On the Relationship between Ontology-Based and Holistic Representations in a Knowledge Management System

On the Relationship between Ontology-Based and Holistic Representations in a Knowledge Management System

Sylvia Melzer (Hamburg University of Technology, Germany)
DOI: 10.4018/978-1-4666-1993-7.ch017
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Abstract

This chapter presents a way for systematically combining ontology-based and holistic-based content descriptions in the context of knowledge management in order to increase recall while maintaining precision.
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Introduction

Usually, Knowledge Management (KM) systems are based on Content Management (CM) systems. In CM systems, content is stored, organized, and supplemented by metadata. Among simple descriptions for authors, characters, publishers, and so on, nowadays, metadata contains feature-based as well as ontology-based content descriptions (see Figure 1). For representing ontology-based content descriptions formal languages are used (Baader, Calvanese, McGuinness, Nardi, & Patel-Schneider, 2003). For instance, ontology-based content descriptions can be represented via logic-based techniques (Kaya, 2011; Espinosa, 2011).

Figure 1.

Content representation types

Applications exploit ontology-based content descriptions in various ways, for example, in the Semantic Web content descriptions are used for finding documents, images, videos, or persons. Search requests are specified by posing queries in formal languages such as string patterns, logic-based queries, and so on. For matching queries with context, each query language has its pros and cons (Melzer, 2006). For most purposes, string patterns have a high recall but do not lead to high precision. Recall is defined as the number of relevant items retrieved divided by the number of relevant items in the repository. Precision is defined as the number of relevant items retrieved divided by the overall number of retrieved items. In practice it is difficult to maximize precision and recall simultaneously.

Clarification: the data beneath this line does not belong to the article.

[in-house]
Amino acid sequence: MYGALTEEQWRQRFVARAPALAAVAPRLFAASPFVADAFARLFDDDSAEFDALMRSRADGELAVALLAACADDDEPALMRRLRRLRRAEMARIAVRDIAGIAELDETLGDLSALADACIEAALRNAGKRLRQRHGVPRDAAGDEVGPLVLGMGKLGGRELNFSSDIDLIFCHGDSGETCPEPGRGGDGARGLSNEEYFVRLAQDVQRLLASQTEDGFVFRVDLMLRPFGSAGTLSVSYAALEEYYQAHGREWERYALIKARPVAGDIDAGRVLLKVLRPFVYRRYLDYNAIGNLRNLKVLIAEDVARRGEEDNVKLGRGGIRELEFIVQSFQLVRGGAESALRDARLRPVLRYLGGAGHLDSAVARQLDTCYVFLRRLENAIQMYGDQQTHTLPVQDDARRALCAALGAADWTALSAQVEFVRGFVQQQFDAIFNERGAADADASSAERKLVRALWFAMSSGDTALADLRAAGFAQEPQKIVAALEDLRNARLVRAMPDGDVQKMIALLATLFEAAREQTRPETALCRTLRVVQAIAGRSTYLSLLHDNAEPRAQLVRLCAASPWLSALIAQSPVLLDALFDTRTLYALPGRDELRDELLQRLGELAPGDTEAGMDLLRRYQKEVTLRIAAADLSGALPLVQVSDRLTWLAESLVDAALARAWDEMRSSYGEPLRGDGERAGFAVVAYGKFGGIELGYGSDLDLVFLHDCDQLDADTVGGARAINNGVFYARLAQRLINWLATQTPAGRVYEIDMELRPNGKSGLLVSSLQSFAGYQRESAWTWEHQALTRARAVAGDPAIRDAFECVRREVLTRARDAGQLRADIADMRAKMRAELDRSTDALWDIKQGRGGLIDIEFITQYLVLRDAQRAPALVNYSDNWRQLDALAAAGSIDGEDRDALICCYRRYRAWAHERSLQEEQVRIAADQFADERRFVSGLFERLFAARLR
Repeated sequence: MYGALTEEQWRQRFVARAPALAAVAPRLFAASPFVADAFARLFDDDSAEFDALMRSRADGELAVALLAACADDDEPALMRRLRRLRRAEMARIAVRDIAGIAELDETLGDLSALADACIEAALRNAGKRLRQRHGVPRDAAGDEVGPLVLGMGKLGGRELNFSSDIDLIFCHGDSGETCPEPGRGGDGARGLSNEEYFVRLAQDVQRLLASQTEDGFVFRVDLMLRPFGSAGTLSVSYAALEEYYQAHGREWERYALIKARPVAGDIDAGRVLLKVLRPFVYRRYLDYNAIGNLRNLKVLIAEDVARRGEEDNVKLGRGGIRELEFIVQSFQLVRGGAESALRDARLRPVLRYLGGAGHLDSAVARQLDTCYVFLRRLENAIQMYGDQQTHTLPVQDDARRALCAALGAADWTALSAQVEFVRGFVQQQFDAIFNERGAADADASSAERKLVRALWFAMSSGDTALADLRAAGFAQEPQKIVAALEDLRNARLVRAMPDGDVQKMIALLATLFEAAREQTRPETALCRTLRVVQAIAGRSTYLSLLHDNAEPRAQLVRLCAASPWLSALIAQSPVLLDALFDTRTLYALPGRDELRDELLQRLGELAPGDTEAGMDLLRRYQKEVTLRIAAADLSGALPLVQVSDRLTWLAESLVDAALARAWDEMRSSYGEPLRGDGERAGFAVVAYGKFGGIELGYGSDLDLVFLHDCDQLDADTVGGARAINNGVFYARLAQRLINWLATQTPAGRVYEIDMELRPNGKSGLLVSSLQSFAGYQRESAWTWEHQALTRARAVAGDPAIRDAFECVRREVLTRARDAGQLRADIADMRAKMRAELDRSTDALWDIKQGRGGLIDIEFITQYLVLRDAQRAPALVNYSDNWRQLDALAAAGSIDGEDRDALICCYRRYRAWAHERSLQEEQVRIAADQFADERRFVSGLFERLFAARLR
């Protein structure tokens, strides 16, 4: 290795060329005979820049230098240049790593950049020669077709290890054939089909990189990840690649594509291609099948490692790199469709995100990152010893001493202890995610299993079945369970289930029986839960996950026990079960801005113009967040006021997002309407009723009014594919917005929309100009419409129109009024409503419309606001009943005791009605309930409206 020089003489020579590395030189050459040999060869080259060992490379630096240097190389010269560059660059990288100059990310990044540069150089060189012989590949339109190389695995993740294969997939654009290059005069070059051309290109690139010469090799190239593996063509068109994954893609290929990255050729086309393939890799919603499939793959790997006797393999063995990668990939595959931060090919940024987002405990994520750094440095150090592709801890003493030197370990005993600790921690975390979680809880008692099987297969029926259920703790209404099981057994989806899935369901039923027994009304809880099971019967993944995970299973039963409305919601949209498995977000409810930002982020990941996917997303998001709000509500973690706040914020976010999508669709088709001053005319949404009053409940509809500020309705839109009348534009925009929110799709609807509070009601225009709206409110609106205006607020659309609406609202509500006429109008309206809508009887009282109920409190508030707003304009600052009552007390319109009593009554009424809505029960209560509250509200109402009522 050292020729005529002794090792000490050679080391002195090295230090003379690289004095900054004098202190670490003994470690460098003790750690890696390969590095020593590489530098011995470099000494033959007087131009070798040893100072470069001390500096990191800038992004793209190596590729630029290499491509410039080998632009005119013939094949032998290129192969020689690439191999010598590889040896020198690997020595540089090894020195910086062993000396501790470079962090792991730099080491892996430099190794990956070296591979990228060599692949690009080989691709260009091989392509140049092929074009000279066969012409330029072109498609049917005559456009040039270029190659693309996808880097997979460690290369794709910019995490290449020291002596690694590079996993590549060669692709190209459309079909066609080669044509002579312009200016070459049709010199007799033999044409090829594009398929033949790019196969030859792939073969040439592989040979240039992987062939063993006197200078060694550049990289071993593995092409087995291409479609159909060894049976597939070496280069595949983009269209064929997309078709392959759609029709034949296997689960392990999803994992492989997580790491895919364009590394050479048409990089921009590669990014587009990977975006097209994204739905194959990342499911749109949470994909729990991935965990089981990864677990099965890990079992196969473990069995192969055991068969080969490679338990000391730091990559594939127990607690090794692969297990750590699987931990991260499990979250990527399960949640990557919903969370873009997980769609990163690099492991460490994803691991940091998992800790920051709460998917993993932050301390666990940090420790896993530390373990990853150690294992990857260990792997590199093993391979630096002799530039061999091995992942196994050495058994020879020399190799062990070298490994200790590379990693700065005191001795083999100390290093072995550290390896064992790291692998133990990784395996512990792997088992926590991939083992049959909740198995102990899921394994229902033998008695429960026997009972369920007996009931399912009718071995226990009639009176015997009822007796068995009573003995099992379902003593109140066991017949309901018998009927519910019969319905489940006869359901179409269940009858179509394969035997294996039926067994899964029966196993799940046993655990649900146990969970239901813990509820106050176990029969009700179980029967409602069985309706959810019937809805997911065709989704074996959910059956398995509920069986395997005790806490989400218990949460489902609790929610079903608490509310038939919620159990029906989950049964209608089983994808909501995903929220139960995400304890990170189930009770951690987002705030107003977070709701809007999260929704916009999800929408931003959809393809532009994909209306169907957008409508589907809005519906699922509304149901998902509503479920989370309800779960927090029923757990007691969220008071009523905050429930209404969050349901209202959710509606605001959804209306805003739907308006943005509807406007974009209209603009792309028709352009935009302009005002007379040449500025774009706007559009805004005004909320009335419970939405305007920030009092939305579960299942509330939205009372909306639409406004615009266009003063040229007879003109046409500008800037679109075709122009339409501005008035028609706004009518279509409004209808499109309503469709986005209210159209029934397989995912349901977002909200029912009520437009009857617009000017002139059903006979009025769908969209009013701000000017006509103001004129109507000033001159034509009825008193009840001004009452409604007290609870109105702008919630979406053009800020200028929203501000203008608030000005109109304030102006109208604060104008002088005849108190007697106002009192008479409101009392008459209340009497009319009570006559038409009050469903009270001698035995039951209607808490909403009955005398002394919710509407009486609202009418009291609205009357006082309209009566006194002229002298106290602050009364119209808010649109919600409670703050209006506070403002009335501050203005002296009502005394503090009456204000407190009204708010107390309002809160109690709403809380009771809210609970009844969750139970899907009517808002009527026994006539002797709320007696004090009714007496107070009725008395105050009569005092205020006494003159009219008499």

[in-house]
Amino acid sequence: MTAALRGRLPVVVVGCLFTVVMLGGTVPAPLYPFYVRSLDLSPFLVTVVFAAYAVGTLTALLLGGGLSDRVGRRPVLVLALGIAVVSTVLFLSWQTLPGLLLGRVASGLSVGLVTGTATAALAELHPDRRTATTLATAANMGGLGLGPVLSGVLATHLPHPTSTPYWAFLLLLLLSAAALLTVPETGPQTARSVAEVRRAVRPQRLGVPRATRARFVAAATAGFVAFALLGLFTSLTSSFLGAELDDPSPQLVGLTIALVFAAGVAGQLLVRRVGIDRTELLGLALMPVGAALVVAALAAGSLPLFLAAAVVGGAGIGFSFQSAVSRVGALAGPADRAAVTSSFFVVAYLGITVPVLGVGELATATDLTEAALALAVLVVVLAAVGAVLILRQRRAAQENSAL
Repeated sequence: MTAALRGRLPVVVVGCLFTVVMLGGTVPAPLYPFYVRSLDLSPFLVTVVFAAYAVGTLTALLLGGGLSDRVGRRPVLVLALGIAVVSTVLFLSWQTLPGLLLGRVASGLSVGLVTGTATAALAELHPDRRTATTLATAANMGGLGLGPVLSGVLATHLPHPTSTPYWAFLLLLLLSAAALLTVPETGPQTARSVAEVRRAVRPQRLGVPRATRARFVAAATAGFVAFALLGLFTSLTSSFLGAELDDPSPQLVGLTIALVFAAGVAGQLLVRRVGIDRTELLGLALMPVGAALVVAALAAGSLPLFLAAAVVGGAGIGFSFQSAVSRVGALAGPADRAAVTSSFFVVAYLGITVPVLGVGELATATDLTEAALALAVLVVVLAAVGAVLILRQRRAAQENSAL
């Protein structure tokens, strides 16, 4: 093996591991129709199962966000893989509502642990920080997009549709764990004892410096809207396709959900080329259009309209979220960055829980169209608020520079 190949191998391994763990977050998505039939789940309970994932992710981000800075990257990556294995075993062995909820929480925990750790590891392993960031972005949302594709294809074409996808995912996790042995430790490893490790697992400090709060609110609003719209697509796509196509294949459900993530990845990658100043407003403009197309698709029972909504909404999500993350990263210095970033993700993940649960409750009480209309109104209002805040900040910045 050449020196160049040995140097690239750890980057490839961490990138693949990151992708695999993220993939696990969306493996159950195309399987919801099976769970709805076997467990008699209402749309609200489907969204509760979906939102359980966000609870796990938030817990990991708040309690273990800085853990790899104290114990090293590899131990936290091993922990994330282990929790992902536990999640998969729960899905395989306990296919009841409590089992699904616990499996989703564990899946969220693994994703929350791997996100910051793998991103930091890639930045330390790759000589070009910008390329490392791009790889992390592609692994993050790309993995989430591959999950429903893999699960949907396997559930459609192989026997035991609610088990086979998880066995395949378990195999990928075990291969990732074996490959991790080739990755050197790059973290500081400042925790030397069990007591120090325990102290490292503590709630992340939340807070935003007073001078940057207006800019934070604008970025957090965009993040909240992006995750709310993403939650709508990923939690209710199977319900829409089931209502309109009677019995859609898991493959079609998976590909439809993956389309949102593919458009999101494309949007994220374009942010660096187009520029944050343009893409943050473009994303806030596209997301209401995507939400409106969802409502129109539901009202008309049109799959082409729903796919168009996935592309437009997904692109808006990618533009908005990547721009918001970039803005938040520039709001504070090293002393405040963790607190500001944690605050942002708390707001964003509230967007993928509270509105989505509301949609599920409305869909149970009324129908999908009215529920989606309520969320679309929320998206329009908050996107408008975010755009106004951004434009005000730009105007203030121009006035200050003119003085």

Until now, Information Retrieval (IR) processes were rarely based on ontology-based content descriptions for matching queries with content. Usually, so called holistic content descriptions and corresponding similarity measures are used for information retrieval (Manning, Raghavan, & Schütze, 2008). Matches on holistic content descriptions can be realized, for example, using nearest-neighbor algorithms (Manning, et al., 2008, pp. 403–419).

In short and slightly exaggerating, holistic representations lead to high recall and low precision, and ontology-based representations tend to be characterized by low recall and high precision (Blank, Meeden, & Marshall, 1992; Espinosa, Kaya, Melzer, Möller, & Wessel, 2007a; Espinosa, et al., 2007b). In this context, it is desirable to increase recall while at least maintaining precision. This kind of improvement could be achieved by systematically combining ontology-based and holistic content descriptions. To the best of our knowledge, a combination of both kinds of content descriptions has not yet been investigated in a methodological way. It is a central idea of this chapter to suggest a way for systematically combining ontology-based and holistic content descriptions in order to increase recall while at least maintaining precision. In the following, retrieved documents with high precision will be called high-quality documents.

Retrieval of high-quality documents is a frequent task in KM contexts, in the sense that the documents themselves or, in some applications, their authors are subjects of further steps in KM processes. However, finding documents might be a problem in case that there is no direct match with simple queries. Consequently, queries need to reformulated, which usually is a rather difficult task for users. This is true for pattern-based as well as logic-based queries (Melzer, 2006). Indeed, if there are at least some query results, we argue that these results can be analyzed and exploited for detecting relevant additional material in order to find high-quality documents.

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